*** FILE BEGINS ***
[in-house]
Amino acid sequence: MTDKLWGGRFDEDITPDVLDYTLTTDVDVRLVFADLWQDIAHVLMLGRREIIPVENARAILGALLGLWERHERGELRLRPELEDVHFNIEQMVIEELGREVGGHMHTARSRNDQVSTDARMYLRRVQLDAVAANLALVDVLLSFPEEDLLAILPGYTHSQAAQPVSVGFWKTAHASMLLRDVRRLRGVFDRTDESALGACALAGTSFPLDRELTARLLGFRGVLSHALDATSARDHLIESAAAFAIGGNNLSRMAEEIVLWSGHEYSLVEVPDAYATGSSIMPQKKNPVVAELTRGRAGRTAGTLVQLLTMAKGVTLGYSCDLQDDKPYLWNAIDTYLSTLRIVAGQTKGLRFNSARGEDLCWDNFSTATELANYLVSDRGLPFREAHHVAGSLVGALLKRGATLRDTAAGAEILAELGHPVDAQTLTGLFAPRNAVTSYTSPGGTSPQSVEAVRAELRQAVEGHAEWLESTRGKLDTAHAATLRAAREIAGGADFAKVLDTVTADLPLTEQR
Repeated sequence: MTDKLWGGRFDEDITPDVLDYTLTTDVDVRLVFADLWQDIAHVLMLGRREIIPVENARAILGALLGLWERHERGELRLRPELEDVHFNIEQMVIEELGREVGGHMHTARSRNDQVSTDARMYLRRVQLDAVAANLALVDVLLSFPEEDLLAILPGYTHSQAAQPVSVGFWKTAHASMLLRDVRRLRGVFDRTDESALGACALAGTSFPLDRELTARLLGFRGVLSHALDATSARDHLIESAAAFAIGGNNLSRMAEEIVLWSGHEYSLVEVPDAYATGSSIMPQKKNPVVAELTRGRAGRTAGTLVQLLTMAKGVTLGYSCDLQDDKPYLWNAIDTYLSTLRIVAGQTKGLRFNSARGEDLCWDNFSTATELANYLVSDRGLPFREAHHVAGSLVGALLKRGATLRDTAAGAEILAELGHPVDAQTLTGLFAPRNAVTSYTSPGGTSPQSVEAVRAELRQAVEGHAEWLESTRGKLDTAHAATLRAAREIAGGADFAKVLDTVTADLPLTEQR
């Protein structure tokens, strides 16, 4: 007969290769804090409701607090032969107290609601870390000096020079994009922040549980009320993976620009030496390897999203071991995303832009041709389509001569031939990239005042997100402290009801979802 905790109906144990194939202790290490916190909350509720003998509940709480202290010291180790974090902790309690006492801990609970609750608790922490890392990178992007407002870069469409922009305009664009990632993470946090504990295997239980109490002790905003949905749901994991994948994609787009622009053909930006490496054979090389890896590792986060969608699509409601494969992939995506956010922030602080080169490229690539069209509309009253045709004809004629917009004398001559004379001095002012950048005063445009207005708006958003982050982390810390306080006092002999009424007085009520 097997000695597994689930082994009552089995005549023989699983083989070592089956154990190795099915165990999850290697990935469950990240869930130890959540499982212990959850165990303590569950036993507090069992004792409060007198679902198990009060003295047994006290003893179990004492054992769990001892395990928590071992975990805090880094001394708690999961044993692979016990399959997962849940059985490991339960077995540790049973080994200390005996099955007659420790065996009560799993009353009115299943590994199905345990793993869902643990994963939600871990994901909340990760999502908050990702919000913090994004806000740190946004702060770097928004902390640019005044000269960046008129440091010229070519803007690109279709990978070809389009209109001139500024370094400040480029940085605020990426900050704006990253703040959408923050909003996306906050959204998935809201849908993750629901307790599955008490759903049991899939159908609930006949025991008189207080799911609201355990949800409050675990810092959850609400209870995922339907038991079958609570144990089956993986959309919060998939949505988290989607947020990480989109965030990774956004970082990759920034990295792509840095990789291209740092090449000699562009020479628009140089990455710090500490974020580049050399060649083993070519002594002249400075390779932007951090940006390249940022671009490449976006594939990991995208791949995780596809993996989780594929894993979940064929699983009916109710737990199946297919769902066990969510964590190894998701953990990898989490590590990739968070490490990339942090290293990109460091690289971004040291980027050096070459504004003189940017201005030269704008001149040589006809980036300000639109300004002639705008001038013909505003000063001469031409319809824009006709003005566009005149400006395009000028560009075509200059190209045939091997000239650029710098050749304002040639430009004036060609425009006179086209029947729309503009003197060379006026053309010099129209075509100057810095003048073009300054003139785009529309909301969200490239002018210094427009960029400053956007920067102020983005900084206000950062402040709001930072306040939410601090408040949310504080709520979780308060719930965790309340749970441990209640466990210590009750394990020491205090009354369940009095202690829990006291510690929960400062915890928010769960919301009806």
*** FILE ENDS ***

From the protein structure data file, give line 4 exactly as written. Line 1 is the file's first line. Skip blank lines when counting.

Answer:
């Protein structure tokens, strides 16, 4: 007969290769804090409701607090032969107290609601870390000096020079994009922040549980009320993976620009030496390897999203071991995303832009041709389509001569031939990239005042997100402290009801979802 905790109906144990194939202790290490916190909350509720003998509940709480202290010291180790974090902790309690006492801990609970609750608790922490890392990178992007407002870069469409922009305009664009990632993470946090504990295997239980109490002790905003949905749901994991994948994609787009622009053909930006490496054979090389890896590792986060969608699509409601494969992939995506956010922030602080080169490229690539069209509309009253045709004809004629917009004398001559004379001095002012950048005063445009207005708006958003982050982390810390306080006092002999009424007085009520 097997000695597994689930082994009552089995005549023989699983083989070592089956154990190795099915165990999850290697990935469950990240869930130890959540499982212990959850165990303590569950036993507090069992004792409060007198679902198990009060003295047994006290003893179990004492054992769990001892395990928590071992975990805090880094001394708690999961044993692979016990399959997962849940059985490991339960077995540790049973080994200390005996099955007659420790065996009560799993009353009115299943590994199905345990793993869902643990994963939600871990994901909340990760999502908050990702919000913090994004806000740190946004702060770097928004902390640019005044000269960046008129440091010229070519803007690109279709990978070809389009209109001139500024370094400040480029940085605020990426900050704006990253703040959408923050909003996306906050959204998935809201849908993750629901307790599955008490759903049991899939159908609930006949025991008189207080799911609201355990949800409050675990810092959850609400209870995922339907038991079958609570144990089956993986959309919060998939949505988290989607947020990480989109965030990774956004970082990759920034990295792509840095990789291209740092090449000699562009020479628009140089990455710090500490974020580049050399060649083993070519002594002249400075390779932007951090940006390249940022671009490449976006594939990991995208791949995780596809993996989780594929894993979940064929699983009916109710737990199946297919769902066990969510964590190894998701953990990898989490590590990739968070490490990339942090290293990109460091690289971004040291980027050096070459504004003189940017201005030269704008001149040589006809980036300000639109300004002639705008001038013909505003000063001469031409319809824009006709003005566009005149400006395009000028560009075509200059190209045939091997000239650029710098050749304002040639430009004036060609425009006179086209029947729309503009003197060379006026053309010099129209075509100057810095003048073009300054003139785009529309909301969200490239002018210094427009960029400053956007920067102020983005900084206000950062402040709001930072306040939410601090408040949310504080709520979780308060719930965790309340749970441990209640466990210590009750394990020491205090009354369940009095202690829990006291510690929960400062915890928010769960919301009806």